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2.21.19
Achieving Fusion

This Startup Wants Its Fusion Reactor to Actually Produce Power

February 12th 19__Victor Tangermann__Filed Under: Earth & Energy
First Light Fusion

Holy Grail

It’s the holy grail of the energy industry: fusion power, the same reaction that powers the Sun, that could deliver near-limitless clean electricity.

The unfortunate reality, though, is that generating power from a fusion reaction still requires far more energy to be put in than it ever puts out in the form of usable power.

But researchers at the First Light Fusion group in Oxford, UK are looking to change all that. A pulsed power device they call Machine 3 just successfully completed its first test — a key step toward the ambitious goal of getting more energy out of it than they put in.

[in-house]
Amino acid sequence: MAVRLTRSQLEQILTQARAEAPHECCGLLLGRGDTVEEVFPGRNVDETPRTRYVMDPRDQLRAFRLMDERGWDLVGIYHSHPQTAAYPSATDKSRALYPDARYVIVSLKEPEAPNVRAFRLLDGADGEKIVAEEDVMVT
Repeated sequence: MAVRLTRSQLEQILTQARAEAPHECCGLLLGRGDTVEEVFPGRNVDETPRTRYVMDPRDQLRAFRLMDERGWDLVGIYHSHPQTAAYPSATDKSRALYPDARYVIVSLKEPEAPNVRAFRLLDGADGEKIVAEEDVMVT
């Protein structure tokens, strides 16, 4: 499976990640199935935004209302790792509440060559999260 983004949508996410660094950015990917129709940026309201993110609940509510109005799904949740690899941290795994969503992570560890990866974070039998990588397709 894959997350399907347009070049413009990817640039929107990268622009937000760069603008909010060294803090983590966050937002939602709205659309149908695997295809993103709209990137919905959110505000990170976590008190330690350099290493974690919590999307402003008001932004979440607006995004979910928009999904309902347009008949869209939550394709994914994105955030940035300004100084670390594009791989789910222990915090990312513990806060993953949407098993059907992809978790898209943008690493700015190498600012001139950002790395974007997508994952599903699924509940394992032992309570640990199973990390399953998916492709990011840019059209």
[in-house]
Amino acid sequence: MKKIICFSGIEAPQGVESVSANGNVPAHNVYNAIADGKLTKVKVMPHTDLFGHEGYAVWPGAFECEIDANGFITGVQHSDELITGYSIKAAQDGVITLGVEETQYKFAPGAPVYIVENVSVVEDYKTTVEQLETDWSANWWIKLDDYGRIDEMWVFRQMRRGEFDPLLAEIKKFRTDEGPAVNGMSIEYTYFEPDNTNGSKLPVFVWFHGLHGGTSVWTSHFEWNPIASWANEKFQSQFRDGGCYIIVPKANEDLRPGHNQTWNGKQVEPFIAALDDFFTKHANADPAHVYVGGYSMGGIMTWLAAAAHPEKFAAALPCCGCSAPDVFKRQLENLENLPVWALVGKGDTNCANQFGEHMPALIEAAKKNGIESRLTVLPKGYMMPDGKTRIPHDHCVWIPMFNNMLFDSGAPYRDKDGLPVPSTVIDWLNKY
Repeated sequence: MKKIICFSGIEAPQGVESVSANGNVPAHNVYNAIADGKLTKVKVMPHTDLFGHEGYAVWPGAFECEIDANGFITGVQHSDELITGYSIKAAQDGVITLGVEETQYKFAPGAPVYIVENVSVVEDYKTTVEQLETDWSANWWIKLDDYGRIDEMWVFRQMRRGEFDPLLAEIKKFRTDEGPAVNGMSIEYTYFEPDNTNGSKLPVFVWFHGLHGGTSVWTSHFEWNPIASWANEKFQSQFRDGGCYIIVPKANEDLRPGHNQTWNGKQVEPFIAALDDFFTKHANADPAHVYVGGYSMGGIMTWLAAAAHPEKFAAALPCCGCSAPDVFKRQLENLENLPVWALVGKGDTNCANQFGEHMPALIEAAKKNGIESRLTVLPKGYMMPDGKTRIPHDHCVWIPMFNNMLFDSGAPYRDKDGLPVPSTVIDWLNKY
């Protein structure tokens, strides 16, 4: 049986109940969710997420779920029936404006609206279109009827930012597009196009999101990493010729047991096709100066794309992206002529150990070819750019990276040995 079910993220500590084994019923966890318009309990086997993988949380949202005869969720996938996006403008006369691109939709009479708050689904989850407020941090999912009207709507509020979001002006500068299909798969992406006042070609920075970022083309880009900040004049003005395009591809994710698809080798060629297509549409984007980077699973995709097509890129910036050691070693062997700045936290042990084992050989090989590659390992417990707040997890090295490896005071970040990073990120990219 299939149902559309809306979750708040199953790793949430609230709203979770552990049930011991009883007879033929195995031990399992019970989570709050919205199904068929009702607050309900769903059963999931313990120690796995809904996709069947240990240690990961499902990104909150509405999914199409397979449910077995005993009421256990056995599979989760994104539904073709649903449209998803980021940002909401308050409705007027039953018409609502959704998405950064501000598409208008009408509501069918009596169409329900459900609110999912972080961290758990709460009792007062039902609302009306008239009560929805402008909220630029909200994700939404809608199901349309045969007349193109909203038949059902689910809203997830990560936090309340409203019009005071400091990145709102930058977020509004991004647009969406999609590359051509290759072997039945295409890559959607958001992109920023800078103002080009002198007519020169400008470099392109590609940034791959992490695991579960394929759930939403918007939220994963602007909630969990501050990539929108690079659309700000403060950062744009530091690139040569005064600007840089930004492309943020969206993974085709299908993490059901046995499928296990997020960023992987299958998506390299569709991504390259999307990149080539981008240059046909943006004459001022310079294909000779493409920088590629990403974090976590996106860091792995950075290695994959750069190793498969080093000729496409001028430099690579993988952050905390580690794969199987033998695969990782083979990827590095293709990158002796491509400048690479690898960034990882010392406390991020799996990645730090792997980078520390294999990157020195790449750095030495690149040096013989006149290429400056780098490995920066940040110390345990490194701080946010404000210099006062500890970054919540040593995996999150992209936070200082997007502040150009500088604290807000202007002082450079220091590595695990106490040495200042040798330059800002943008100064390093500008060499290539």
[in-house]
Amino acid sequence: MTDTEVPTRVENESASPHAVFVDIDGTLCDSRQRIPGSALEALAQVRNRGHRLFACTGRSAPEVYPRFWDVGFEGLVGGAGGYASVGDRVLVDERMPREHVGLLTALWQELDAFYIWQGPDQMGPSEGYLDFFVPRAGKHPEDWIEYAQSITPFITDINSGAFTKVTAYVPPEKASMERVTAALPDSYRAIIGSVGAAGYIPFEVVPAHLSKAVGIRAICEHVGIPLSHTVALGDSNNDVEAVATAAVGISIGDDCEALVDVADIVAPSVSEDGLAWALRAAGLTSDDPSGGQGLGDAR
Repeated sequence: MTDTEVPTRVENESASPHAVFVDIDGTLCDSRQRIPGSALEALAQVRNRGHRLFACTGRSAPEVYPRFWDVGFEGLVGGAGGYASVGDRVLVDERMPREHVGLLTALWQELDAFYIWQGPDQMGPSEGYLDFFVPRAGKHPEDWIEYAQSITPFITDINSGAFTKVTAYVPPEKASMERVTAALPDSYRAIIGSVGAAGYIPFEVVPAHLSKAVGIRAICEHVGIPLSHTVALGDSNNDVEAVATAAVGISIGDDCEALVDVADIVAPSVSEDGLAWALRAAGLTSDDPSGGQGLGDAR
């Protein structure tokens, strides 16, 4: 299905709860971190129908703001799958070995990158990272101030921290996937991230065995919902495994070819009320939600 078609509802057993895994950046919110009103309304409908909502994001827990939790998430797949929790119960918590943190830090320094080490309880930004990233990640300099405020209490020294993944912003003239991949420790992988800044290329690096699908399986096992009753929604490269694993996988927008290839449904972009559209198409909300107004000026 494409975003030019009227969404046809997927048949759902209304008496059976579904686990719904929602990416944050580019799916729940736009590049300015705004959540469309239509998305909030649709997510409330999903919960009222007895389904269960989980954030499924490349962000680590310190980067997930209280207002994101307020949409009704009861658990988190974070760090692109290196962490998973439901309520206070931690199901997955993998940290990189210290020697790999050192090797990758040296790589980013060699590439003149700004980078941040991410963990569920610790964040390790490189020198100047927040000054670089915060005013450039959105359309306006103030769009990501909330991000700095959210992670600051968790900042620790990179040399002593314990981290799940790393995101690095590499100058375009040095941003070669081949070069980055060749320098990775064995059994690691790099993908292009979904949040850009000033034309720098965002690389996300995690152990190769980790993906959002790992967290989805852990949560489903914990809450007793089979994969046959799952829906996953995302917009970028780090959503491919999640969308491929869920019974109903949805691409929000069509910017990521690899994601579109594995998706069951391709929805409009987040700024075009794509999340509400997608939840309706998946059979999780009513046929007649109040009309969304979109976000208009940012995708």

Machine 3

Machine 3 has some pretty impressive sounding specs: it can discharge some 200,000 volts at more than 14 million amperes in just two microseconds — that’s about 500 lightning strikes unleashing their energy at the same time.

There’s a catch: firing the machine up requires an immense amount of energy — more energy than it unleashes. But First Light Fusion has an aggressive timeline to flip that equation on its head.

“We are confident we will show fusion this year,” founder of First Light Fusion Nicholas Hawker said in a statement. “After fusion, the next phase is to show energy gain, which we aim to complete by 2024.”

“Always 30 Years Away”

That’s a tall order. While fusion reactor science has made some breakthroughs lately — including the patching up of leaky reactors for maximum efficiency, and stabilizing super-heated plasma in fusion reactions — we’re still a long way from the dream of nearly unlimited electricity.

But we might be closer than ever before.

“We must be led by the science and there is still a lot to do, but if we can find the target that works with our reactor design, fusion would not be ‘always 30 years away’ – we could make it happen much faster than that,” Hawker said.

READ MORE: First Light Fusion’s Machine 3 Fully Operational [PR Newswire]

More on fusion energy: Scientists Found a New Way to Make Fusion Reactors More Efficient